Death and Dying in Malaysia

Information on how to proceed if you need to report the death of a family member in Malaysia. Also information on the repatriation of remains...

In the event of the death of a family member, friend or relative in Malaysia the first thing to do is to call an ambulance and the nearest police station. If the death has occurred at home it is important that the body is not moved. Malaysian law stipulates that the body of a person who did not die in hospital can only be moved by official personnel - the police or ambulance staff. A medical officer must also be present.

After the death has been recorded by the police, the body of the deceased is then taken to a hospital. If taken by the police this will be a government hospital, although the family can choose to take the body to a private hospital by ambulance if they prefer. A fee is charged for the ambulance.

The deceased's passport and any medical information should be taken to the hospital. Family members may collect the body from the hospital after the deceased has been examined by a doctor, and a Letter of Release and Burial (Surat Kebenaran Pengkebumian) has been issued. The body is prepared, and a funeral company can then be contacted. Note: An autopsy will normally be performed to certify the cause of death if a doctor was not in attendance.

Registering the Death

The following documents should be taken to the police station within seven days to register the death:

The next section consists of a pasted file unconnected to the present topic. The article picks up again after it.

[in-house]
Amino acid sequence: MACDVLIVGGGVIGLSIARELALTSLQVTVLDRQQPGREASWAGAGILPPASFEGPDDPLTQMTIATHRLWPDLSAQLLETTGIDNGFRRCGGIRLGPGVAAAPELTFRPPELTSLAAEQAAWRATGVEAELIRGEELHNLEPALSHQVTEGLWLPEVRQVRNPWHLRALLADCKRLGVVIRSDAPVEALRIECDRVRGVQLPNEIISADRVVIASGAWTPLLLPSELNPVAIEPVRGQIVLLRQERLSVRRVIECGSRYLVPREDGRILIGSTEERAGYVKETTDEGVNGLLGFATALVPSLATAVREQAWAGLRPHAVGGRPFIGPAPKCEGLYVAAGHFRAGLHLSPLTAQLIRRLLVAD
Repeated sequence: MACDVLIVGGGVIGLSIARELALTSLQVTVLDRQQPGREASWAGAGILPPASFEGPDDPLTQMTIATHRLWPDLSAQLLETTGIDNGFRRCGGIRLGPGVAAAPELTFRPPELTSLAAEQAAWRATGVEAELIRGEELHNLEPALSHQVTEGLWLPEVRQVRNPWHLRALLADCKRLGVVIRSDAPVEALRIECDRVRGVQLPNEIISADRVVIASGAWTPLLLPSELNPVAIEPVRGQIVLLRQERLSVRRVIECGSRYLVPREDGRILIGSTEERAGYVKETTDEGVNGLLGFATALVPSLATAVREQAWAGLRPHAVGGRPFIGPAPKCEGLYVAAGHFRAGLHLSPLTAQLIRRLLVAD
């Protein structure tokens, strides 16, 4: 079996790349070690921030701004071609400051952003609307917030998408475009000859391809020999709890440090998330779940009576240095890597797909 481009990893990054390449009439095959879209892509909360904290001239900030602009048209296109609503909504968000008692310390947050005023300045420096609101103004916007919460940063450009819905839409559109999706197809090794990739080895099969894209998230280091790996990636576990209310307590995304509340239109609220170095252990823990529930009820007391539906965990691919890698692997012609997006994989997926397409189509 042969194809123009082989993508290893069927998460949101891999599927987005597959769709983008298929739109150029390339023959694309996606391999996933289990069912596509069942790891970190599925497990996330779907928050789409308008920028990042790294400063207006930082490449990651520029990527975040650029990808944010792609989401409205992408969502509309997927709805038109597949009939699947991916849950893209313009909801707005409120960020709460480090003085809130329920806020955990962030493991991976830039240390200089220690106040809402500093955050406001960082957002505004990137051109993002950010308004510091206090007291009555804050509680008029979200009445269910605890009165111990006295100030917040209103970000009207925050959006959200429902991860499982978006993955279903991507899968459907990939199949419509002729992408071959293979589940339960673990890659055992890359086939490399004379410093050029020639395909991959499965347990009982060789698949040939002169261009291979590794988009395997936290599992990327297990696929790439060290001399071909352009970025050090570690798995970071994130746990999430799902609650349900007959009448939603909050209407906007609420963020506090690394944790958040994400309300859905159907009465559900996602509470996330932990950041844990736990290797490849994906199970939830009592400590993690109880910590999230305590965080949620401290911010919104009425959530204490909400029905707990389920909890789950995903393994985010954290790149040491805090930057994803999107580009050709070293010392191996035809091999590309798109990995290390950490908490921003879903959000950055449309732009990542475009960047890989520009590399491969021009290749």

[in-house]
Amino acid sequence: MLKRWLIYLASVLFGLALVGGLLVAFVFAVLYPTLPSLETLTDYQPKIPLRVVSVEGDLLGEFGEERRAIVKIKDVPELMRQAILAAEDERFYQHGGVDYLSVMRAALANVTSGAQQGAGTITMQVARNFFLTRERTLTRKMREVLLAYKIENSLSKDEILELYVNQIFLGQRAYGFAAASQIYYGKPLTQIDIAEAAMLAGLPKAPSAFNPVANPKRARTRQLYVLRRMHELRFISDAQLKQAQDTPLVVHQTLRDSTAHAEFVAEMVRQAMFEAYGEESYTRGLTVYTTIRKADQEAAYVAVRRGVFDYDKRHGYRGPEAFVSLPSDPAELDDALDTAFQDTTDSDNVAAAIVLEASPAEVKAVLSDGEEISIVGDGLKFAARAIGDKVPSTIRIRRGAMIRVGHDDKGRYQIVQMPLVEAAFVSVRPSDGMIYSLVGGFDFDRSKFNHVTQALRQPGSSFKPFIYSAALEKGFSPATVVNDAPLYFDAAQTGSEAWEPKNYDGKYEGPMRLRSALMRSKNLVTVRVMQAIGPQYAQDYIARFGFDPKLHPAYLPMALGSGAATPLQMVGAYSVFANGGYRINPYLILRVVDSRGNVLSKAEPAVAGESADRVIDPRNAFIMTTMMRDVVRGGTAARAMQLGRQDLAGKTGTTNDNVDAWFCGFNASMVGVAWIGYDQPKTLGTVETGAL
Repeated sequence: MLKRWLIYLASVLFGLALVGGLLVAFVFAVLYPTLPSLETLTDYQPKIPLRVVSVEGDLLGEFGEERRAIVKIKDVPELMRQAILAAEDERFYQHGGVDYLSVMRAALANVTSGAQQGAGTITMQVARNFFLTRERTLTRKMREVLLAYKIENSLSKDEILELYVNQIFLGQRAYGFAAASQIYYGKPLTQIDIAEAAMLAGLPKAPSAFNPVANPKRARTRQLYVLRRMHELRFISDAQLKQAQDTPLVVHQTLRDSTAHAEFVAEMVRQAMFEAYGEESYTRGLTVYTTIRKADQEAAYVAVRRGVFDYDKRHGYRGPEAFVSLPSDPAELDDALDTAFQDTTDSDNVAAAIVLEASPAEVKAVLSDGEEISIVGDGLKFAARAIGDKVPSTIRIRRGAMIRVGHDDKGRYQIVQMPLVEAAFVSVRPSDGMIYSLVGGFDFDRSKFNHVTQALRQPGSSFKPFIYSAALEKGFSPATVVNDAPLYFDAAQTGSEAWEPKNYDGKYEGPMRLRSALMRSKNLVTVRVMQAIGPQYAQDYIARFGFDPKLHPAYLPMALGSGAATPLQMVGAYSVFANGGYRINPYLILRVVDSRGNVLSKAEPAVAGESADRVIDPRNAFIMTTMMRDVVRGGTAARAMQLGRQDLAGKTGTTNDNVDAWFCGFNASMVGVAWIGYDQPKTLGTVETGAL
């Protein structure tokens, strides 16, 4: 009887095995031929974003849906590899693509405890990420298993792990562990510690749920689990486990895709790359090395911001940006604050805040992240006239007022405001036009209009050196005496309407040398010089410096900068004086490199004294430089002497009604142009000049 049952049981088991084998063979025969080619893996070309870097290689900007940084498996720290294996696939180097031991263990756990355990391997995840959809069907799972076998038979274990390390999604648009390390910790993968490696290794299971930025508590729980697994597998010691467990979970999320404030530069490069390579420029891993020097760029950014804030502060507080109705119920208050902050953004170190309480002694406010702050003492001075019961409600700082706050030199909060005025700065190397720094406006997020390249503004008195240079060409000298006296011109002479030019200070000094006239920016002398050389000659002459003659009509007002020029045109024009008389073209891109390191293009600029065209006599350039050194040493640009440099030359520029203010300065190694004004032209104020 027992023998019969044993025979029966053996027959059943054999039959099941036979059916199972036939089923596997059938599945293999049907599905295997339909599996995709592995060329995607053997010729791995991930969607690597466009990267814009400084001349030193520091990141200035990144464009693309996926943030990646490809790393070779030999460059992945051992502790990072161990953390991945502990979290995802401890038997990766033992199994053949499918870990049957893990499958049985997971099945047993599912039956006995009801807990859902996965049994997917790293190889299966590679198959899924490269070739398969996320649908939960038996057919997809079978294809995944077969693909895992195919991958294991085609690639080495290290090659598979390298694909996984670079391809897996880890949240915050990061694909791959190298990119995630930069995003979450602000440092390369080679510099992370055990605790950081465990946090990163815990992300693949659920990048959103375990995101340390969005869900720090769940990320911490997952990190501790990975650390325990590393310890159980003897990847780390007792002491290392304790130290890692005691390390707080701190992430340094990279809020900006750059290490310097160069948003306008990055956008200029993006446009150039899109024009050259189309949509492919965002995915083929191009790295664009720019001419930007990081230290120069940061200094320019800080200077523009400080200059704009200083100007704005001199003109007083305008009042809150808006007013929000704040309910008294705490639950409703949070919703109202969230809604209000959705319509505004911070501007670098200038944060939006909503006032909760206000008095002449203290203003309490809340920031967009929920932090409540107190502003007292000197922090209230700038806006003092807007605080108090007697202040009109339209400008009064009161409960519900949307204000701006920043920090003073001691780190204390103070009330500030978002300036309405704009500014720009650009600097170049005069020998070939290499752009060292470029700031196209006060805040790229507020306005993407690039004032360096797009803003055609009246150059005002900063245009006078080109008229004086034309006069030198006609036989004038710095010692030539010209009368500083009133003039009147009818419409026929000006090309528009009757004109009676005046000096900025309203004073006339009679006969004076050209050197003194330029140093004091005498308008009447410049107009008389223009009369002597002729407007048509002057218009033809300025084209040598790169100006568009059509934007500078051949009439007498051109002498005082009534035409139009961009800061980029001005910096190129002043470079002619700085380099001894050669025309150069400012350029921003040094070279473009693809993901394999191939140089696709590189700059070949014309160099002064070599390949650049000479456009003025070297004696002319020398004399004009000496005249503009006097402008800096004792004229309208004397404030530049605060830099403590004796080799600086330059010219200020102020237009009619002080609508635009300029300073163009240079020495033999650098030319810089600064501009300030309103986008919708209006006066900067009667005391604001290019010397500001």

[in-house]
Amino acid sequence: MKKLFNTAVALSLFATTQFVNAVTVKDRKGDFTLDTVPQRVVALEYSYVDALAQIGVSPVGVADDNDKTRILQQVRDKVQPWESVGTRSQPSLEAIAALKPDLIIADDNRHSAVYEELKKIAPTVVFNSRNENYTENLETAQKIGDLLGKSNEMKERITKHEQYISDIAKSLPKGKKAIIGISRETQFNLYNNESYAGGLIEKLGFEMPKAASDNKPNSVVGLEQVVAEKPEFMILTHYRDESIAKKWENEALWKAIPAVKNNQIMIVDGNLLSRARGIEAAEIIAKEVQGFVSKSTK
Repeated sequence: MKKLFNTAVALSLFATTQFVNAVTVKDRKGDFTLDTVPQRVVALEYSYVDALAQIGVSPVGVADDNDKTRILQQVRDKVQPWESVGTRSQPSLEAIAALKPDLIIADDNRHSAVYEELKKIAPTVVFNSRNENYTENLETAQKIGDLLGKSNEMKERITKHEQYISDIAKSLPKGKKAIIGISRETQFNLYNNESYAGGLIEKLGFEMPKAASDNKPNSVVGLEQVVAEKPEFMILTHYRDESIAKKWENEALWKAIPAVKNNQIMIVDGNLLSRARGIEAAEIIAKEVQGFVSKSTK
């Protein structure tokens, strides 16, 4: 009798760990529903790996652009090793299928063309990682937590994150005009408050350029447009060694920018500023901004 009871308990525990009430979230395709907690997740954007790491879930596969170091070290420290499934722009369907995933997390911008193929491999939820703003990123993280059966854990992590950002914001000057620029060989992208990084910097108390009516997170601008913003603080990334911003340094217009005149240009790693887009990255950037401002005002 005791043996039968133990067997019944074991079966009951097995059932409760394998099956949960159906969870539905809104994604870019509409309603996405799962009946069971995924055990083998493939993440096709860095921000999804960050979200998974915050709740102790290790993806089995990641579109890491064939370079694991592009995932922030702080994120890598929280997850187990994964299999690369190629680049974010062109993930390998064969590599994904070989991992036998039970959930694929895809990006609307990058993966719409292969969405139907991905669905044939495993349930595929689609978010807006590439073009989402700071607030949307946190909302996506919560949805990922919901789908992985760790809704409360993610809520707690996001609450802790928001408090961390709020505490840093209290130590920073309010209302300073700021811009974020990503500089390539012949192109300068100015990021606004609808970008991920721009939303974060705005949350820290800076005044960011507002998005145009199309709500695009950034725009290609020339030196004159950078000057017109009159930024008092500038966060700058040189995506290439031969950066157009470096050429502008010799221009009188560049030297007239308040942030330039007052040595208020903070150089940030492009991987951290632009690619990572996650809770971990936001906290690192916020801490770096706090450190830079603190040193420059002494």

• Deceased's passport
  • Next-of-kin's or appointed person's passport
  • Copy of Form JPN.LM09 or JPN.LM10 certifying the cause of death (post mortem report), issued by a medical practitioner
  • Fee

A police report and statement is drafted at the police station. A copy of the statement and the original police report will be ready within seven days. These documents should then be taken to the deceased's embassy to officially declare the death.

Obtaining a Death Certificate

Any death in Malaysia must also be reported to the National Registration Department - NRD (Jabatan Pendaftaran Negara), which issues the death certificate (sijil kematian).

Form JPN.LM02, available at the information counter of NRD offices, should be completed. The form is available in English and Malay, and staff can help with filling it out.

The following documents are required:

  • Deceased's passport
  • Next-of-kin's or appointed person's passport
  • Copy of Form JPN.LM09 or JPN.LM10 certifying the cause of death (post mortem report), issued by a medical practitioner
  • Copy of the police report

There is no fee for registering a death by natural causes. It takes a week for the NRD to issue the death certificate.

Further information is available from the National Registration Department.

Visa Status

In Malaysia, the deceased's visa status determines whether the body is cremated or buried. The cause of death has to be established because, according to Malaysian law, different procedures have to be carried out and regulations implemented. If the deceased held a work permit, the body is cremated and repatriated. Only in exceptional cases is the body not cremated. If the deceased held a Malaysia My Second Home visa (MM2H), the body may be buried in Malaysia. When a foreigner on a working visa dies in Malaysia, their employer must also be informed.